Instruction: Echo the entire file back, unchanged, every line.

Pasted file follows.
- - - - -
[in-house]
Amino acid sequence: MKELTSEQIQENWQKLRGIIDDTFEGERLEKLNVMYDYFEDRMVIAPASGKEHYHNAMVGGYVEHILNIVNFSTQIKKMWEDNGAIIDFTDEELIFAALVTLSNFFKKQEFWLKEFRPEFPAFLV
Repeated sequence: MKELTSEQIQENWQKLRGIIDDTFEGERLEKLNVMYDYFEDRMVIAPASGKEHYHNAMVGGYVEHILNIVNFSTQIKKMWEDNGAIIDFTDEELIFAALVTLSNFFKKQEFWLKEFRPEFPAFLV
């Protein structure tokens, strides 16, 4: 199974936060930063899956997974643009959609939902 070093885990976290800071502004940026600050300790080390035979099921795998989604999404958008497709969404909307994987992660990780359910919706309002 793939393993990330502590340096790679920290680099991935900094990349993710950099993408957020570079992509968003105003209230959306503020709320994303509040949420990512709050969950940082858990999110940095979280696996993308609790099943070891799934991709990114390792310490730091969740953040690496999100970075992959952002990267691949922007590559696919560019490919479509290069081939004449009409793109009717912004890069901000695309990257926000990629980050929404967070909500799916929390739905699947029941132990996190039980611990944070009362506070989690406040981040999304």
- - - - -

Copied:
[in-house]
Amino acid sequence: MKELTSEQIQENWQKLRGIIDDTFEGERLEKLNVMYDYFEDRMVIAPASGKEHYHNAMVGGYVEHILNIVNFSTQIKKMWEDNGAIIDFTDEELIFAALVTLSNFFKKQEFWLKEFRPEFPAFLV
Repeated sequence: MKELTSEQIQENWQKLRGIIDDTFEGERLEKLNVMYDYFEDRMVIAPASGKEHYHNAMVGGYVEHILNIVNFSTQIKKMWEDNGAIIDFTDEELIFAALVTLSNFFKKQEFWLKEFRPEFPAFLV
């Protein structure tokens, strides 16, 4: 199974936060930063899956997974643009959609939902 070093885990976290800071502004940026600050300790080390035979099921795998989604999404958008497709969404909307994987992660990780359910919706309002 793939393993990330502590340096790679920290680099991935900094990349993710950099993408957020570079992509968003105003209230959306503020709320994303509040949420990512709050969950940082858990999110940095979280696996993308609790099943070891799934991709990114390792310490730091969740953040690496999100970075992959952002990267691949922007590559696919560019490919479509290069081939004449009409793109009717912004890069901000695309990257926000990629980050929404967070909500799916929390739905699947029941132990996190039980611990944070009362506070989690406040981040999304």